However, in my opinion, what a new, mandatory, template may allow these people to do is reject documents that are not completed to their satisfaction. This hands them a marvellous ‘responsibility-free’ method of shortening waiting lists and then blaming GPs.
It works as follows. GP refers sick person to Outpatient Department. Pen-pusher finds a missing box that was not ticked. The patient does not receive appointment and the finger is pointed at the GP for not filling in the form correctly.
I can already hear some readers accusing me of paranoia. In response, I would ask them how many patients in this country saw their applications for medical cards rejected by the HSE, because they were completed incorrectly? How many others had their documents ‘lost’ or endured lengthy delays in processing?
If the people running our health service are capable of removing access to basic healthcare from thousands of vulnerable people, solely on the basis of bureaucratic technicality, why do we think they could not employ the same tactics with regard to waiting lists?
Another potential problem arises when those who genuinely support new innovations begin to believe that others should be required to think just like them. It is only a few short steps from ‘strongly recommending’ that the new referral form be used, to compelling every GP in the State to adopt it. I sincerely hope that those who are behind this document will not choose to go down this route.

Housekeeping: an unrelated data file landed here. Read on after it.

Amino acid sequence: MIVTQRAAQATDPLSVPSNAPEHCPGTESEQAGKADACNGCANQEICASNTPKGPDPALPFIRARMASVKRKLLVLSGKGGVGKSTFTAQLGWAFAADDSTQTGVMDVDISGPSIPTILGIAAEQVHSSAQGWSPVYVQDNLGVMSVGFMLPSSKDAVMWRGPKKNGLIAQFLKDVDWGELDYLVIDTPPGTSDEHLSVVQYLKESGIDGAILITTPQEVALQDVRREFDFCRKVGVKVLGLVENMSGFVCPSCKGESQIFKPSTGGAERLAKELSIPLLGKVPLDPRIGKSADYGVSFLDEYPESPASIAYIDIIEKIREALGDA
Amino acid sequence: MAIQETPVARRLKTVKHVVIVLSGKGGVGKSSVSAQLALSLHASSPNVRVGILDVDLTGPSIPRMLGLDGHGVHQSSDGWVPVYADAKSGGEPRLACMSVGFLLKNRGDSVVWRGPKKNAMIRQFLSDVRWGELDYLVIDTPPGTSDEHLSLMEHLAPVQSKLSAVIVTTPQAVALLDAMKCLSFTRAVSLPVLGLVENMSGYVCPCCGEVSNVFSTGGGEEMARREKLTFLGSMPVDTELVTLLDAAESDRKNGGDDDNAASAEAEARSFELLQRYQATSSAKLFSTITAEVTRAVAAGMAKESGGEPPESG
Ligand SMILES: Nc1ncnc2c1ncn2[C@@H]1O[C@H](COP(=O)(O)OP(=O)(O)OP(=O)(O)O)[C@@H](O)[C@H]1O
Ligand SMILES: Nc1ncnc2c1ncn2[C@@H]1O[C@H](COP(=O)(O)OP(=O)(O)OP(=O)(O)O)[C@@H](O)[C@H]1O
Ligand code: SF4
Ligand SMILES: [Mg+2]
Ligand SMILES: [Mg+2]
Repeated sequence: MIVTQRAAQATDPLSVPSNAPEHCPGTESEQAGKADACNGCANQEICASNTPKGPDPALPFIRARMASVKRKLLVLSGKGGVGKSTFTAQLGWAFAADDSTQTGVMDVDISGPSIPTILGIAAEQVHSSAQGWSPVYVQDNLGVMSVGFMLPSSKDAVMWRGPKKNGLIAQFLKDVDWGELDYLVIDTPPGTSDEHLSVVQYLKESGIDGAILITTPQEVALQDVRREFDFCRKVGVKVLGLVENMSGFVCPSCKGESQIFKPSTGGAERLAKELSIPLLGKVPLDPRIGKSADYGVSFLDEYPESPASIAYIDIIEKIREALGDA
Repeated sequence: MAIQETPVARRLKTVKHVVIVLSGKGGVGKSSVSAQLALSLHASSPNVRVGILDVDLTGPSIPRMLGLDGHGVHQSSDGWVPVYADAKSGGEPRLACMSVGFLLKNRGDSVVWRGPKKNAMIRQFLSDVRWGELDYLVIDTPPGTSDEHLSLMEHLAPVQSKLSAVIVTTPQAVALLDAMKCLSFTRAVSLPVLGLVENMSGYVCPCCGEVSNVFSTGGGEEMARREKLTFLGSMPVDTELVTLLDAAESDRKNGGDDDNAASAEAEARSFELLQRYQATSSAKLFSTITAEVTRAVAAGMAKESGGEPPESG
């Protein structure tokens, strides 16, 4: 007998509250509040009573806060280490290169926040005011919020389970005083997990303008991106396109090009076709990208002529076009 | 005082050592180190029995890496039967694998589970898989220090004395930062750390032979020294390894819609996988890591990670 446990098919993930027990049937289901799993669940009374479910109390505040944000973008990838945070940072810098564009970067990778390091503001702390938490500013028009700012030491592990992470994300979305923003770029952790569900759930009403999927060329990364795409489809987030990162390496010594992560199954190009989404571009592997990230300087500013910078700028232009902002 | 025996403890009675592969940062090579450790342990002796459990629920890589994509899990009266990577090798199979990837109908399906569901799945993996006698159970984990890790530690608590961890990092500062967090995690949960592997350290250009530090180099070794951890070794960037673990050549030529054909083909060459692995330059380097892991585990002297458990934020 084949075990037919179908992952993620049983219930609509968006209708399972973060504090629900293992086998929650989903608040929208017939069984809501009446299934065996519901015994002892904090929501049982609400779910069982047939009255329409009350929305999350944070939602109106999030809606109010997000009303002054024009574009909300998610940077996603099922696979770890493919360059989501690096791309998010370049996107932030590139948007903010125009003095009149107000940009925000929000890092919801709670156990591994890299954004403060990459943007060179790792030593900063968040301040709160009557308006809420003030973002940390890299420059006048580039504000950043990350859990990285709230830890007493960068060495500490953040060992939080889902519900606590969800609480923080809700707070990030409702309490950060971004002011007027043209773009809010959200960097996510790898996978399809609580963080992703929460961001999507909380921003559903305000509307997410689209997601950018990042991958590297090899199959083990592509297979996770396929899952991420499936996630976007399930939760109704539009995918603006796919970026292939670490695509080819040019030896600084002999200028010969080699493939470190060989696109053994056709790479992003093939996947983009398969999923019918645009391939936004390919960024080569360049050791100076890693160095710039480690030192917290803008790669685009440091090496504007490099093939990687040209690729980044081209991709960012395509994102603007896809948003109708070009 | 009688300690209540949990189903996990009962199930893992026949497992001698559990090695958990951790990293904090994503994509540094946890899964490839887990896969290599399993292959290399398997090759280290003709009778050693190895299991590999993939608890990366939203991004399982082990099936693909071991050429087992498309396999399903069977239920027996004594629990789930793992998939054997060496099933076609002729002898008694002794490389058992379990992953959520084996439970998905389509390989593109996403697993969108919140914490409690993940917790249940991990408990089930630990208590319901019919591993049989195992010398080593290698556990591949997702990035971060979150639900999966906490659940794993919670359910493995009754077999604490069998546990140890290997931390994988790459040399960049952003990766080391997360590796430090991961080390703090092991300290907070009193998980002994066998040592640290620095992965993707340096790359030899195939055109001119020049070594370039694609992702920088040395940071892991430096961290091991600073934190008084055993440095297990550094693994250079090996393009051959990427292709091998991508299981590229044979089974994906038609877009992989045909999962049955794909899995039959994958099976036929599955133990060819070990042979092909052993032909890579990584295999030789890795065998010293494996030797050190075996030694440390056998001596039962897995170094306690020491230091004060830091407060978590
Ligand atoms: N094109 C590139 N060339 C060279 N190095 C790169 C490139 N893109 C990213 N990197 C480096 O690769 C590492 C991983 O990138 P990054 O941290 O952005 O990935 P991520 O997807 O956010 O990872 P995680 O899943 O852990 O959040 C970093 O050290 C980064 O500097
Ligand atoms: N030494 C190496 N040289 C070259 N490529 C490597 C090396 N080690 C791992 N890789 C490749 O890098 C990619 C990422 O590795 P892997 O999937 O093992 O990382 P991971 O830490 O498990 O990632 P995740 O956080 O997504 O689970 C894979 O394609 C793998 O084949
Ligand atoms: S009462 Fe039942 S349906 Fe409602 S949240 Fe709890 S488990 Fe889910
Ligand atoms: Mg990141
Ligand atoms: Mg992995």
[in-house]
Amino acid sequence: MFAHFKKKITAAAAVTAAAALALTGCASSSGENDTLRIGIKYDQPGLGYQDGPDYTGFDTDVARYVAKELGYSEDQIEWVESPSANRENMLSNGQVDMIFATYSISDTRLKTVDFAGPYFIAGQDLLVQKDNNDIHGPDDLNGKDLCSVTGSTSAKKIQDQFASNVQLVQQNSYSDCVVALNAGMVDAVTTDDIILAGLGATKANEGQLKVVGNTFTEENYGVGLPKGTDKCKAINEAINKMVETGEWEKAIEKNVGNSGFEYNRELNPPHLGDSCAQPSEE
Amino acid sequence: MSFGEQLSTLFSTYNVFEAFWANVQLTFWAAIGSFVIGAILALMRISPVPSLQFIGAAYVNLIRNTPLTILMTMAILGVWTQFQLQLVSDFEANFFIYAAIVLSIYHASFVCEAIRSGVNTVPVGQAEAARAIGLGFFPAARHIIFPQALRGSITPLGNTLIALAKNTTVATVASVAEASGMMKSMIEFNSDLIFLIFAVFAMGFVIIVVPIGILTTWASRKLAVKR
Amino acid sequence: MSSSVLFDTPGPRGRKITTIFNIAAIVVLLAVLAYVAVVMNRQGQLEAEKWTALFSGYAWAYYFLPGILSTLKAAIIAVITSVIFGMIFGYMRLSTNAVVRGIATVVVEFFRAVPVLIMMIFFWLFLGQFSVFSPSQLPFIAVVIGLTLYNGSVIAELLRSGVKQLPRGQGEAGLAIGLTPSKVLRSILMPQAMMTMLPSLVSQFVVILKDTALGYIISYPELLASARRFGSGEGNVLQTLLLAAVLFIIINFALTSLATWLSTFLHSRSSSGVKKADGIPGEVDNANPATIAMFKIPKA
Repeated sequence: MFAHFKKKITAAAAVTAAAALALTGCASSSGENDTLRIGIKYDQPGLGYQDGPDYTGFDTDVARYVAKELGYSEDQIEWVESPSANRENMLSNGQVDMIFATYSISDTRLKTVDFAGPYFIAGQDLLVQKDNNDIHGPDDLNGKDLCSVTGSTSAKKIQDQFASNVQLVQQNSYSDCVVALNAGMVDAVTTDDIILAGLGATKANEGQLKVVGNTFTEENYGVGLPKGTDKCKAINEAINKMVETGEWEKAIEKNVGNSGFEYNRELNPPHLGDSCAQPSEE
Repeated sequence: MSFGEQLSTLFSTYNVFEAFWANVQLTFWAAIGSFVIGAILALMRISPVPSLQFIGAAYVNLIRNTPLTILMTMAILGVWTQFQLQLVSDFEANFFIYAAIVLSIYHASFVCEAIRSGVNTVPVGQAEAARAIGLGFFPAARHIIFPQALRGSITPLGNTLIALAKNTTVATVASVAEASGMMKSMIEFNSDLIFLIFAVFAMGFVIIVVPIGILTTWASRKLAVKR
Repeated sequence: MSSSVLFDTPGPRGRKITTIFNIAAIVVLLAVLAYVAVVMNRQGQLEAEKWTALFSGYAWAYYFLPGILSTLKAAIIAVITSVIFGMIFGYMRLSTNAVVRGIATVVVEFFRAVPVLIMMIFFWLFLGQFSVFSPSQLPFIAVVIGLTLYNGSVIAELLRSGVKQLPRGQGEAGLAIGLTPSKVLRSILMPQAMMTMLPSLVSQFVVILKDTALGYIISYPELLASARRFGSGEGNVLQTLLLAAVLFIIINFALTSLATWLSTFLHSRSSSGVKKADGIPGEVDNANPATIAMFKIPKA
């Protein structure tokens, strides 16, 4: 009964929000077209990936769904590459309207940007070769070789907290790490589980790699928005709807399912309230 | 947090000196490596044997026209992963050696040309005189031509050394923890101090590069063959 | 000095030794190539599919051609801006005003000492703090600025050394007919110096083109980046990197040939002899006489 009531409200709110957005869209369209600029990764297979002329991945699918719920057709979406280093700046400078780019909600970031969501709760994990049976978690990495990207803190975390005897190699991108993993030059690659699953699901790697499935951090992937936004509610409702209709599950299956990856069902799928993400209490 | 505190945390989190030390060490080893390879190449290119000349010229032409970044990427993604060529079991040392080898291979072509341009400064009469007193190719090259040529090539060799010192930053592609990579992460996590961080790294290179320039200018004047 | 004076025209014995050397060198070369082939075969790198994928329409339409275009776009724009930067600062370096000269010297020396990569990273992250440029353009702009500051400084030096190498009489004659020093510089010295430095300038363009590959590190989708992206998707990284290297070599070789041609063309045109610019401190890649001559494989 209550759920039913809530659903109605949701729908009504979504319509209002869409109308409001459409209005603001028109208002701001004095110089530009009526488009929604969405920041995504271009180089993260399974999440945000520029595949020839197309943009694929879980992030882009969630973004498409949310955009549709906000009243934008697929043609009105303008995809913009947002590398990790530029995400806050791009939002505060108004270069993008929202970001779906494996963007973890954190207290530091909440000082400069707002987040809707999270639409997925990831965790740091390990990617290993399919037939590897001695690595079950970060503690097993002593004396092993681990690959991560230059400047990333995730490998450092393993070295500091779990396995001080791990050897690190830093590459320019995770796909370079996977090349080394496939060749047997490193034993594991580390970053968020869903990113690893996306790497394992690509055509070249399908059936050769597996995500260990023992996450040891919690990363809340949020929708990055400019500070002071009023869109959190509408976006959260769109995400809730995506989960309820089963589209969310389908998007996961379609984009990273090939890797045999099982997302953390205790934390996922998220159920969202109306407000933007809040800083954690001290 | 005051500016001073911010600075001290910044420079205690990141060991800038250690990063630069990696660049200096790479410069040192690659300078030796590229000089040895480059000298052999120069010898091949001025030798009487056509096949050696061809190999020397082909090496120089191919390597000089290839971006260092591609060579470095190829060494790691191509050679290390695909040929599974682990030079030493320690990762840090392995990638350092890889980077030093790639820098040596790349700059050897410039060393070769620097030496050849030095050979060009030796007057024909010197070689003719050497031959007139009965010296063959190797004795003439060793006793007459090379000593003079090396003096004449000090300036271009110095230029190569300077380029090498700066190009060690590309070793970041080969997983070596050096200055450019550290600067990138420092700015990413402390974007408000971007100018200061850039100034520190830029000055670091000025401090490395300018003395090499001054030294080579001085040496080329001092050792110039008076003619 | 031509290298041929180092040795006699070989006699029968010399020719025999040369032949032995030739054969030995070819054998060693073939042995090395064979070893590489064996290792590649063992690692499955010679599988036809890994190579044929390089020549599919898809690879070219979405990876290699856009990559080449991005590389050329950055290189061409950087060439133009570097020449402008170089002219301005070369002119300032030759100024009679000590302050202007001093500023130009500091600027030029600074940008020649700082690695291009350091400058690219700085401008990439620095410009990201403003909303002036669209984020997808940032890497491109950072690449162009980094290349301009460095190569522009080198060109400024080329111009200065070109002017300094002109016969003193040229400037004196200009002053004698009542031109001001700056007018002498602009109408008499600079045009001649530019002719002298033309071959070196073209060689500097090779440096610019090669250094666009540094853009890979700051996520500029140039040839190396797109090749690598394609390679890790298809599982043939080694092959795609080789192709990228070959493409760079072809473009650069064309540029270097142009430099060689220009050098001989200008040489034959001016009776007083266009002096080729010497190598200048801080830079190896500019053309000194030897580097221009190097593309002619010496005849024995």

I have never accepted that compulsion is a good way to encourage people to support any initiative. For example, allowing Christian Brothers to beat mandatory Irish into the heads of millions of young boys has not led to widespread love of our native language.
If this form is as good as its creators believe it to be, then most GPs, including myself, will choose to adopt it routinely. However, if the HSE sees it as a method to play games with appointments, then compulsory introduction of the document will only make matters worse.
In summary, although I have enormous respect for those behind this initiative, until I see genuine reciprocal goodwill from HSE administration, I will not be using the new template.
Hello, baby girl
I wish to conclude this week with a happy announcement. On February 27, my dear wife gave birth to our first child in Cavan General Hospital, a little girl named Roisin.
Poor, brave Mrs Hanley had a tough time, but was cared for brilliantly by the obstetricians, anaesthetists and midwives.
In particular, we would like to put on the record our eternal gratitude to Dr Salah Aziz, Dr Salan, Dr Syed, and their teams. We also wish to thank all the staff of the labour and postnatal ward who were eternally patient and kind.
As for little Roisin, her arrival was the reason for my absence from this year’s Cheltenham. But at the risk of sounding soppy, she is worth missing a hundred festivals!